The HeartMan project follows a human-centred and iterative approach. This means that patients and caregivers (end-users) are actively involved in identifying and addressing issues that could otherwise compromise a positive user experience, and therefore the value of the system.
In particular, patients and caregivers are involved in identifying user requirements, designing and evaluating prototypes, and participating in field trials. For this, the consortium partners apply ethnographic, co-design and user-experience methods, such as diary studies, interviews, ideation, paper prototyping, cognitive walkthroughs, and usability tests.
This will ensure that the HeartMan system will be truly meaningful for each individual patient and caregiver, capable of adapting to, and solving real life challenges associated with Congestive Heart Failure (CHF).
Sensing in HeartMan
The HeartMan project has developed sensor technology and intelligent interpretation methods to monitor patients in the least obstructive possible way and to maximise the value of the data thus collected.
The HeartMan device, a tailor-made wristband, includes sensors for PPG - Photoplethysmogram, a way of optically obtaining a volumetric measurement of an organ-, GSR - Galvanic Skin Response, a method to understand various types of activity in certain parts of the body - and acceleration, and it can also calculate heart rate, HRV - heart rate variability - and respiratory rate from the sensor data.
Processing the sensor data with models built with classical machine learning and deep learning enables the following advanced features:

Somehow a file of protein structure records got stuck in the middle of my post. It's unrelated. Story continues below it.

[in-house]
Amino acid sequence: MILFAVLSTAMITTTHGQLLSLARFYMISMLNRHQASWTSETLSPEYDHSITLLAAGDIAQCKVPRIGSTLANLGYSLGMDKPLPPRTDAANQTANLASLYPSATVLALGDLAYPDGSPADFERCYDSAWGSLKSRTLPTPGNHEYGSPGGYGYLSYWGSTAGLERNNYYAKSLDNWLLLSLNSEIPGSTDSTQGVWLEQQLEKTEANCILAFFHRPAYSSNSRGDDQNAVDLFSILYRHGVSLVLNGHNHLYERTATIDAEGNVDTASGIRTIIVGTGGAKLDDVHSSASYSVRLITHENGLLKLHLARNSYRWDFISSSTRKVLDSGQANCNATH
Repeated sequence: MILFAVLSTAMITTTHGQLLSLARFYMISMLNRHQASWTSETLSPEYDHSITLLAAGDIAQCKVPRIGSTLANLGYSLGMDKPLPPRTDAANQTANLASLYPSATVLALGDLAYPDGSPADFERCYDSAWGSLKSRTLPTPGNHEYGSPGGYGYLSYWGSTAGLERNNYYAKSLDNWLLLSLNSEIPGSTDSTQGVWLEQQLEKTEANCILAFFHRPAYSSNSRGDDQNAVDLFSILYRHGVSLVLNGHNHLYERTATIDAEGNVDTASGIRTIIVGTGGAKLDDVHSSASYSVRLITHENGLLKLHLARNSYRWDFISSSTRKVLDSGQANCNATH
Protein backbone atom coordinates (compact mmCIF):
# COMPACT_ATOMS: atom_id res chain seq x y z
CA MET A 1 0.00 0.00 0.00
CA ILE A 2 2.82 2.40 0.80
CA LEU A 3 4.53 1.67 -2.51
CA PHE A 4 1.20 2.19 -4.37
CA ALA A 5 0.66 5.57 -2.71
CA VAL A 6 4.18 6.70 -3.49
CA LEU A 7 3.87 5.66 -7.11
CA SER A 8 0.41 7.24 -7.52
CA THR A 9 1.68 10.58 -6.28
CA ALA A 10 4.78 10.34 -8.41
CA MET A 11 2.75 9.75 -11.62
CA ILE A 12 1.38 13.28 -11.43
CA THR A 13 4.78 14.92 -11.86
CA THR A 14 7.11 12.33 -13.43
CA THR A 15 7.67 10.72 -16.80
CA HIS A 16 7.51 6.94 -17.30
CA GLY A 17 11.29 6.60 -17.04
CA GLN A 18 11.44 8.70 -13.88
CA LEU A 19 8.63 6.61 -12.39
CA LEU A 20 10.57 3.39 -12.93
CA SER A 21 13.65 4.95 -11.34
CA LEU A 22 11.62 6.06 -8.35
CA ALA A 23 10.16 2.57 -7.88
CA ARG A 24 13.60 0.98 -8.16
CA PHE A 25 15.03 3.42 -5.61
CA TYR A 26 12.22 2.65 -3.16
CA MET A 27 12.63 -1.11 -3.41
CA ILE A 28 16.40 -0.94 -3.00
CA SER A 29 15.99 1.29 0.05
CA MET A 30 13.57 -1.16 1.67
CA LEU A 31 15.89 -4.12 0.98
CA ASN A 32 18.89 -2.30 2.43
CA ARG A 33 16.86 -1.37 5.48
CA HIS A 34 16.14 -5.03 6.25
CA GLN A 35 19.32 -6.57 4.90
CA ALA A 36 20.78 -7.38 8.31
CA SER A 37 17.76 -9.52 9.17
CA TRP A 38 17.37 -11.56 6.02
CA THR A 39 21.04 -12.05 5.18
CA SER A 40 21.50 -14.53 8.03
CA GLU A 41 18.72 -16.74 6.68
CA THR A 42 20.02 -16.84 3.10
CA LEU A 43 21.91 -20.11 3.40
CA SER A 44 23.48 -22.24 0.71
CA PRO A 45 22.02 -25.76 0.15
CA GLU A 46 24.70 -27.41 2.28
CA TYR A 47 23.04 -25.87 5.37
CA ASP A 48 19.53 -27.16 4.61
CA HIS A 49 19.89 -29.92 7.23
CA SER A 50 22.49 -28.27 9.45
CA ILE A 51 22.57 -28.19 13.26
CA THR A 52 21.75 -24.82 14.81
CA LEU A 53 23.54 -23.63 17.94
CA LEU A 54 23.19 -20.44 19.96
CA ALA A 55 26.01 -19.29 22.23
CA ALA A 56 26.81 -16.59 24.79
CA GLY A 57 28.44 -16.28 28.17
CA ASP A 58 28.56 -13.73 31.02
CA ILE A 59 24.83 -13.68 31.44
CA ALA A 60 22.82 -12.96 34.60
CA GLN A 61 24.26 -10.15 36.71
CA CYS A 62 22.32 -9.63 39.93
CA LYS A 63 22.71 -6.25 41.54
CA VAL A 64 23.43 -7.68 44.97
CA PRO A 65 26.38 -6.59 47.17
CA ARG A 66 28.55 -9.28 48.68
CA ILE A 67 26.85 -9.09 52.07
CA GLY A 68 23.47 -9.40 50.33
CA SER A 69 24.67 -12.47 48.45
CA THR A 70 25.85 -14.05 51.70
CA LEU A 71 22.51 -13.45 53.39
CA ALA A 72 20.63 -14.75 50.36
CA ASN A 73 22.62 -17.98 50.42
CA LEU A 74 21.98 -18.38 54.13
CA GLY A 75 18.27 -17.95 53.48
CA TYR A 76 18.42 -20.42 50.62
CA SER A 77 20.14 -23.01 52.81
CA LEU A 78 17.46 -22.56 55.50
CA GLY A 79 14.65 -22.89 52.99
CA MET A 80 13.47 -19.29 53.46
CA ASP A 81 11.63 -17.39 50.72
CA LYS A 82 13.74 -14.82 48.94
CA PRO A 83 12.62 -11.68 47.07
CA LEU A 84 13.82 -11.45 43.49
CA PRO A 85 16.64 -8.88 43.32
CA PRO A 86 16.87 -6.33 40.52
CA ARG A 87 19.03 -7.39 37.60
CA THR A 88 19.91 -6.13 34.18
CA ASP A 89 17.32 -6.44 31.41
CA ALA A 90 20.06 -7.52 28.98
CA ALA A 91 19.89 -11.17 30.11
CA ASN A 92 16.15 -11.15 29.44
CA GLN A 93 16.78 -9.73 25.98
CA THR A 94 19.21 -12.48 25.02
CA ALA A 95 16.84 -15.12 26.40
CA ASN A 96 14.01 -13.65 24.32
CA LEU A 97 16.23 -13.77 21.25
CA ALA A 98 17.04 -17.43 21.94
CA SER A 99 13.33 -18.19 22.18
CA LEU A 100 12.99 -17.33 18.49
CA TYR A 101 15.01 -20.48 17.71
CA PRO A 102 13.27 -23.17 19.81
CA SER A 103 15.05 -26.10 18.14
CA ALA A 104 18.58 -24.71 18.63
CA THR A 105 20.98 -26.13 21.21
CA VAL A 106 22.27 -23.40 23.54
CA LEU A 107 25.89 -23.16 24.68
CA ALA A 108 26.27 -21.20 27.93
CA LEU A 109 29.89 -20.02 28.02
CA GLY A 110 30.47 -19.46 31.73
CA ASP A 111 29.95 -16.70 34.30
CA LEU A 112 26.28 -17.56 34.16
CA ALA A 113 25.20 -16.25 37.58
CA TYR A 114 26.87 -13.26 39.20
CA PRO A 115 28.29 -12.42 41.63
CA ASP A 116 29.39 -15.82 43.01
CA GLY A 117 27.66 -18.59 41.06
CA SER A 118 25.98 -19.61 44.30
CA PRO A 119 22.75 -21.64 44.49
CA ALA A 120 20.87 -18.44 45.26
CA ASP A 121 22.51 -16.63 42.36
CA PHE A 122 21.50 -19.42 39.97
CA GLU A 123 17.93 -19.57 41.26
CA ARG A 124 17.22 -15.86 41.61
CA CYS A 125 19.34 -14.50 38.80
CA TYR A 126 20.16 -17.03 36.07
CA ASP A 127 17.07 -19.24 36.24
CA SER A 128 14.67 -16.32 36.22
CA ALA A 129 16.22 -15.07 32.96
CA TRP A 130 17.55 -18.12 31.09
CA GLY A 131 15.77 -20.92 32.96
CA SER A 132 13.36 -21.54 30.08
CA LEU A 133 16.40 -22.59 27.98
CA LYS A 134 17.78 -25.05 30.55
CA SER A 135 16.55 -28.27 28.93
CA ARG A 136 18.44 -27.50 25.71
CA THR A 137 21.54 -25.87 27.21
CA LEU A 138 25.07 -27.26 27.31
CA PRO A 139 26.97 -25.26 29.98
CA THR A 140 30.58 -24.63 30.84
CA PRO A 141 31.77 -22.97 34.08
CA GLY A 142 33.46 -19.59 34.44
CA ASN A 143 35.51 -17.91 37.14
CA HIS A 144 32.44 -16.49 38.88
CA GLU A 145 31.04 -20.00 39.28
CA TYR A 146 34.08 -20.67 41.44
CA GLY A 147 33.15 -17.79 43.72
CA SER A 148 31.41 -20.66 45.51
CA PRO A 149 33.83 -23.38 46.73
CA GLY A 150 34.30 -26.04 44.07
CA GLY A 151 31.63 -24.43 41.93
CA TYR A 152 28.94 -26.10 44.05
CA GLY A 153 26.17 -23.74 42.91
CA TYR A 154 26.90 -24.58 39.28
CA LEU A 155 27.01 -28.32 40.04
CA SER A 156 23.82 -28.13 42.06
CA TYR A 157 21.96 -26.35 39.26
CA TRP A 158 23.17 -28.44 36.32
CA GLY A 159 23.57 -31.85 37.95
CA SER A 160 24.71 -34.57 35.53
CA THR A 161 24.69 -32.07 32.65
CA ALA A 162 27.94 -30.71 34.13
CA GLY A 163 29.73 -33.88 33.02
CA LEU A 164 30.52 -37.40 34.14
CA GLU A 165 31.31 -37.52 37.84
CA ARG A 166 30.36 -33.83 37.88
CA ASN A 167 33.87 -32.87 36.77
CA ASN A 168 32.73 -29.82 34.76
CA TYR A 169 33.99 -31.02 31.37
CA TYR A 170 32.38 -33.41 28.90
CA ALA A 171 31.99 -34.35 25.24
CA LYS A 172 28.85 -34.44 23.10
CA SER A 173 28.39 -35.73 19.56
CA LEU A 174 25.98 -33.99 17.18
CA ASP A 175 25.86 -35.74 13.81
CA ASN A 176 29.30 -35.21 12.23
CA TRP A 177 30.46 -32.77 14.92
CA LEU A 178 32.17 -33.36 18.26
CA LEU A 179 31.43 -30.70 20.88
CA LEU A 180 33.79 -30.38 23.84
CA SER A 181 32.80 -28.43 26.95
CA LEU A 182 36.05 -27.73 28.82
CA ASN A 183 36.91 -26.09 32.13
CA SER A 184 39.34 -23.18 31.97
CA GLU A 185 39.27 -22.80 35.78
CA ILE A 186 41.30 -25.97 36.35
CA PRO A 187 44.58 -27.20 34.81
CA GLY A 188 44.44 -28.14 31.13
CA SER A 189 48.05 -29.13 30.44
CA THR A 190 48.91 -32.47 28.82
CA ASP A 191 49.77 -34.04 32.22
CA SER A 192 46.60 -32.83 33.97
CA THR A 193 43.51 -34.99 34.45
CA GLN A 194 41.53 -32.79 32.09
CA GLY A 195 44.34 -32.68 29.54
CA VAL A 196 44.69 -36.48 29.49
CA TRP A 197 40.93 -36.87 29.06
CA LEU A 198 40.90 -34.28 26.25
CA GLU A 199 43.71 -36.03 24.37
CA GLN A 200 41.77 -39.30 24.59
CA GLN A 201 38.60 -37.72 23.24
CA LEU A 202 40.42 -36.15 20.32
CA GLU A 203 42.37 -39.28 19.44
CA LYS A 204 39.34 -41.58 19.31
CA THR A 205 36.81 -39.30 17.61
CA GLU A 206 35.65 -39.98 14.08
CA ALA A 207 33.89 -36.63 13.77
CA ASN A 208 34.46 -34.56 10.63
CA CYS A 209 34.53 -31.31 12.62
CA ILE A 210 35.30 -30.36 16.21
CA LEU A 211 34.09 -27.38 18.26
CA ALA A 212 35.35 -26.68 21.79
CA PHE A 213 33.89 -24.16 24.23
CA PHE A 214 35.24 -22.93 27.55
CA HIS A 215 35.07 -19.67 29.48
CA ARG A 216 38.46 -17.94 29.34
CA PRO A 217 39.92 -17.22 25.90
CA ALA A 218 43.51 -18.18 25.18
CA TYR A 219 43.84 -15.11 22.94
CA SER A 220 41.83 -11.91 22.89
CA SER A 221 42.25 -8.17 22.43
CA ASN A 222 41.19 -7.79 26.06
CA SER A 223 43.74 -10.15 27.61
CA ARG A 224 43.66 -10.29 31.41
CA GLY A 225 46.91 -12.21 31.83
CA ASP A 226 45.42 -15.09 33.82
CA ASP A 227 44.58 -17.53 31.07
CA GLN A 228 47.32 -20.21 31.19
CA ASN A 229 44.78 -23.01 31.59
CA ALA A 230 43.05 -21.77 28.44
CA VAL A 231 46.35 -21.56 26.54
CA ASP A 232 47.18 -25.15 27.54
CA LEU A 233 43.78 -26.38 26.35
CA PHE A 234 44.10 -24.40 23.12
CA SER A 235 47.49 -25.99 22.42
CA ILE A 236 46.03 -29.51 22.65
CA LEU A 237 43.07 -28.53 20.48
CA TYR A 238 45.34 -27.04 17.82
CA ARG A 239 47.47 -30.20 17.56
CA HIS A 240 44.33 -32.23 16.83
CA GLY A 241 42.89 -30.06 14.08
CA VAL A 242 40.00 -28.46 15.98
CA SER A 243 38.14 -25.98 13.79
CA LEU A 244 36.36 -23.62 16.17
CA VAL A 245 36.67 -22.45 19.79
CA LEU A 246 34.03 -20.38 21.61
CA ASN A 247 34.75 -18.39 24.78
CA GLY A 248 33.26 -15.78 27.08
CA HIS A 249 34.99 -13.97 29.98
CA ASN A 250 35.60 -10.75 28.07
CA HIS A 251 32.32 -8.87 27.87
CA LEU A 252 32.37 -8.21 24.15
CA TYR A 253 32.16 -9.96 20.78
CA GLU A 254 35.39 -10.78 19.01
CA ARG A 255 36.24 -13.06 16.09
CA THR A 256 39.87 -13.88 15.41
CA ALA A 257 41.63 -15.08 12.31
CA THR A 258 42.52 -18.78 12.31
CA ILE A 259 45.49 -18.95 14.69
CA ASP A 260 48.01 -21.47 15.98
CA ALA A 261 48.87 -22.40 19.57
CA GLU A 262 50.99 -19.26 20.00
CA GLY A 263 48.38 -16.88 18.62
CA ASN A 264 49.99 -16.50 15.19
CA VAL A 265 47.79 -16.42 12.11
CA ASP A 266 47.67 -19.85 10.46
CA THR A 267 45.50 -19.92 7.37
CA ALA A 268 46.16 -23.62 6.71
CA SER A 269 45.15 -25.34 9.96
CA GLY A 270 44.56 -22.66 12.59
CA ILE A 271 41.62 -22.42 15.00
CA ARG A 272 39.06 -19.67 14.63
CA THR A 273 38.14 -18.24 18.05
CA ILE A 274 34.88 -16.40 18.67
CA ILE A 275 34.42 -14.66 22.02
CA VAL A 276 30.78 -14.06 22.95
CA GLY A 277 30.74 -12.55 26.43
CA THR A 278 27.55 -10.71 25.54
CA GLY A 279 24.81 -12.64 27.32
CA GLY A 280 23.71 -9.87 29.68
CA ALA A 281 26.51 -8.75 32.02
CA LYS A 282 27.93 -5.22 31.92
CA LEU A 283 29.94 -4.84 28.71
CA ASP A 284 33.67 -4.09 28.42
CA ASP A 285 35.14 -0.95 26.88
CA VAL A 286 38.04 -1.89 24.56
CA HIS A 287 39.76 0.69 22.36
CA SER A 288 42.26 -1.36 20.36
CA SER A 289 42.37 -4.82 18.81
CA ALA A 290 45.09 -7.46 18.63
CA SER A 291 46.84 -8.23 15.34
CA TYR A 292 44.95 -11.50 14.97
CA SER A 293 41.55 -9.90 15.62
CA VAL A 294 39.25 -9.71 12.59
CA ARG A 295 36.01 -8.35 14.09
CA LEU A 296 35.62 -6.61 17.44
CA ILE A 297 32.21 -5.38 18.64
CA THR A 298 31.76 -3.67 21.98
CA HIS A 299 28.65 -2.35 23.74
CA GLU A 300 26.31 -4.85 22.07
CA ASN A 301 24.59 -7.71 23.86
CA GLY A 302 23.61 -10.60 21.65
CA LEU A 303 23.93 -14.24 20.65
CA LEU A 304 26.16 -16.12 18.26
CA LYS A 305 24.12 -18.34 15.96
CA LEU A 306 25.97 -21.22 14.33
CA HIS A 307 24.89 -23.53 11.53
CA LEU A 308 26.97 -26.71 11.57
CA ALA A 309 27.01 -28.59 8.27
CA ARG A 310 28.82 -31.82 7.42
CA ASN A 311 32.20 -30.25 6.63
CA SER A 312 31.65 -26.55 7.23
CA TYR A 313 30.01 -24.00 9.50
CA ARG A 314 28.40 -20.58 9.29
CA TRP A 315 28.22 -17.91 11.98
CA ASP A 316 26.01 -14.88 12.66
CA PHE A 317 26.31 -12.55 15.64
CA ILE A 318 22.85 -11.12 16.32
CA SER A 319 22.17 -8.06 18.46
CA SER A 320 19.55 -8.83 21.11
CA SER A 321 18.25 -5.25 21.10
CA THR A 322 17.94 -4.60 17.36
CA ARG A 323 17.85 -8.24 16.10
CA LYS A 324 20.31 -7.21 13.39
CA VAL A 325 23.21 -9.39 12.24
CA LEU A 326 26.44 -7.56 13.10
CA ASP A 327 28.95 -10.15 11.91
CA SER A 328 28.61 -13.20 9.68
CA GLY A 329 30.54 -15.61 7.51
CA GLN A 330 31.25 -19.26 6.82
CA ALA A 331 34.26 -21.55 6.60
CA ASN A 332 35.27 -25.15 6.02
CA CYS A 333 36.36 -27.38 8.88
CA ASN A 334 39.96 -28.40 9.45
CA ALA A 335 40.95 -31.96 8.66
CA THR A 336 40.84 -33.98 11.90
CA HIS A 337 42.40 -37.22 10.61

- The PPG measurements can be used to estimate the blood pressure without the need for a traditional measurement (with an inflatable cuff).
- The accelerometer measurements are used to recognize the patients’ physical activities and their intensity, and trigger actions in specific contexts as needed.
- Physiological signals, like heart rate variability, respiratory rate as well as the user’s voice - recorded during weekly conversations with an informal caregiver -, assess the patients’ psychological state.
As the wristband can be connected to mobile phones, via the purposely built HeartMan application, patients can also transfer data to their caregivers to ensure continued monitoring without requiring a face-to-face consultation.
The HeartMan wristband is worn in a similar way to (other) normal well-being products but its design and functionality follow medical device requirements and regulations.
Decision support & predictive models
The HeartMan decision support system (DSS) is designed to support patients in managing their disease by providing both sound medical advice and psychological support.